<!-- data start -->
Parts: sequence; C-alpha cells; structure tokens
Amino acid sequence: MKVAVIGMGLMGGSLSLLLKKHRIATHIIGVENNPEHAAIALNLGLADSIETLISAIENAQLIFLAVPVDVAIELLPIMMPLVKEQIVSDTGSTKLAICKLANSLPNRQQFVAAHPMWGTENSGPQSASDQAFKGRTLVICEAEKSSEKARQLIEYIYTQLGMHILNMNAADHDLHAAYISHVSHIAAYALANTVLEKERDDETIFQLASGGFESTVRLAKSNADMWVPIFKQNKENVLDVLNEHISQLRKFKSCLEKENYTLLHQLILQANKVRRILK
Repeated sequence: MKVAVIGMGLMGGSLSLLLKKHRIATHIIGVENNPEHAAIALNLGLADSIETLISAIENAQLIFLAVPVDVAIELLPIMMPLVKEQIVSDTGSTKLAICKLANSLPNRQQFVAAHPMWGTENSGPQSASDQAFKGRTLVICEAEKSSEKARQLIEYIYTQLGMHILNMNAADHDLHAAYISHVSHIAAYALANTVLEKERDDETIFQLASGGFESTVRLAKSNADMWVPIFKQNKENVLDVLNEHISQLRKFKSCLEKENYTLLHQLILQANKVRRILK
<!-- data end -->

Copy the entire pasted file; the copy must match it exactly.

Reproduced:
Parts: sequence; C-alpha cells; structure tokens
Amino acid sequence: MKVAVIGMGLMGGSLSLLLKKHRIATHIIGVENNPEHAAIALNLGLADSIETLISAIENAQLIFLAVPVDVAIELLPIMMPLVKEQIVSDTGSTKLAICKLANSLPNRQQFVAAHPMWGTENSGPQSASDQAFKGRTLVICEAEKSSEKARQLIEYIYTQLGMHILNMNAADHDLHAAYISHVSHIAAYALANTVLEKERDDETIFQLASGGFESTVRLAKSNADMWVPIFKQNKENVLDVLNEHISQLRKFKSCLEKENYTLLHQLILQANKVRRILK
Repeated sequence: MKVAVIGMGLMGGSLSLLLKKHRIATHIIGVENNPEHAAIALNLGLADSIETLISAIENAQLIFLAVPVDVAIELLPIMMPLVKEQIVSDTGSTKLAICKLANSLPNRQQFVAAHPMWGTENSGPQSASDQAFKGRTLVICEAEKSSEKARQLIEYIYTQLGMHILNMNAADHDLHAAYISHVSHIAAYALANTVLEKERDDETIFQLASGGFESTVRLAKSNADMWVPIFKQNKENVLDVLNEHISQLRKFKSCLEKENYTLLHQLILQANKVRRILK